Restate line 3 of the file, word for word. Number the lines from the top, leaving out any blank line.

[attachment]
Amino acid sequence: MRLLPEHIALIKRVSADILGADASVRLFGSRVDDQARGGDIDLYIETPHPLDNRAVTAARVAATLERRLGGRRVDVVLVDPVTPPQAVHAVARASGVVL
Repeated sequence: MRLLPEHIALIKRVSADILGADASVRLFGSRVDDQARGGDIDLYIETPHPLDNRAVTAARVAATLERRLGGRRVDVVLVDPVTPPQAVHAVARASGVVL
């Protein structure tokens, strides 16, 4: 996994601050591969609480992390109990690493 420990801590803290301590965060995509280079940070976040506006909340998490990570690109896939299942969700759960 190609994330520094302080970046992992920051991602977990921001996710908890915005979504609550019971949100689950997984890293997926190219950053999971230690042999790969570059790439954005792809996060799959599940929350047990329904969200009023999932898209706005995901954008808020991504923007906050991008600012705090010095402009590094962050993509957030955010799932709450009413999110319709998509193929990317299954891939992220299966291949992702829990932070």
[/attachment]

């Protein structure tokens, strides 16, 4: 996994601050591969609480992390109990690493 420990801590803290301590965060995509280079940070976040506006909340998490990570690109896939299942969700759960 190609994330520094302080970046992992920051991602977990921001996710908890915005979504609550019971949100689950997984890293997926190219950053999971230690042999790969570059790439954005792809996060799959599940929350047990329904969200009023999932898209706005995901954008808020991504923007906050991008600012705090010095402009590094962050993509957030955010799932709450009413999110319709998509193929990317299954891939992220299966291949992702829990932070």